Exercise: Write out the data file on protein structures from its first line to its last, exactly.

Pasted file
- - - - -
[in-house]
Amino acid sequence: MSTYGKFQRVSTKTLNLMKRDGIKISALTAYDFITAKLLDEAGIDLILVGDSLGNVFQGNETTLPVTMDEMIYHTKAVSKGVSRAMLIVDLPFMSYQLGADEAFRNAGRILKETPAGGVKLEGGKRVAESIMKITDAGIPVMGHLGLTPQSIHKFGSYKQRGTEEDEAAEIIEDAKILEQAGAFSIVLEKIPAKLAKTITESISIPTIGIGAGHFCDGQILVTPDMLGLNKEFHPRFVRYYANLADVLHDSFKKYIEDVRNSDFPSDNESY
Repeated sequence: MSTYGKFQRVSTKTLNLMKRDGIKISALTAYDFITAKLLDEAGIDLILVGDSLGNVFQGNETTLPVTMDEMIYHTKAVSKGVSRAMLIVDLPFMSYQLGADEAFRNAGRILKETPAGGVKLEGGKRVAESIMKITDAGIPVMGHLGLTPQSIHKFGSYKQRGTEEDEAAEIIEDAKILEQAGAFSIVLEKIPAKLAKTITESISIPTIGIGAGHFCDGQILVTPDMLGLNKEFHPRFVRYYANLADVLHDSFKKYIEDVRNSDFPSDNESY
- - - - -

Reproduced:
[in-house]
Amino acid sequence: MSTYGKFQRVSTKTLNLMKRDGIKISALTAYDFITAKLLDEAGIDLILVGDSLGNVFQGNETTLPVTMDEMIYHTKAVSKGVSRAMLIVDLPFMSYQLGADEAFRNAGRILKETPAGGVKLEGGKRVAESIMKITDAGIPVMGHLGLTPQSIHKFGSYKQRGTEEDEAAEIIEDAKILEQAGAFSIVLEKIPAKLAKTITESISIPTIGIGAGHFCDGQILVTPDMLGLNKEFHPRFVRYYANLADVLHDSFKKYIEDVRNSDFPSDNESY
Repeated sequence: MSTYGKFQRVSTKTLNLMKRDGIKISALTAYDFITAKLLDEAGIDLILVGDSLGNVFQGNETTLPVTMDEMIYHTKAVSKGVSRAMLIVDLPFMSYQLGADEAFRNAGRILKETPAGGVKLEGGKRVAESIMKITDAGIPVMGHLGLTPQSIHKFGSYKQRGTEEDEAAEIIEDAKILEQAGAFSIVLEKIPAKLAKTITESISIPTIGIGAGHFCDGQILVTPDMLGLNKEFHPRFVRYYANLADVLHDSFKKYIEDVRNSDFPSDNESY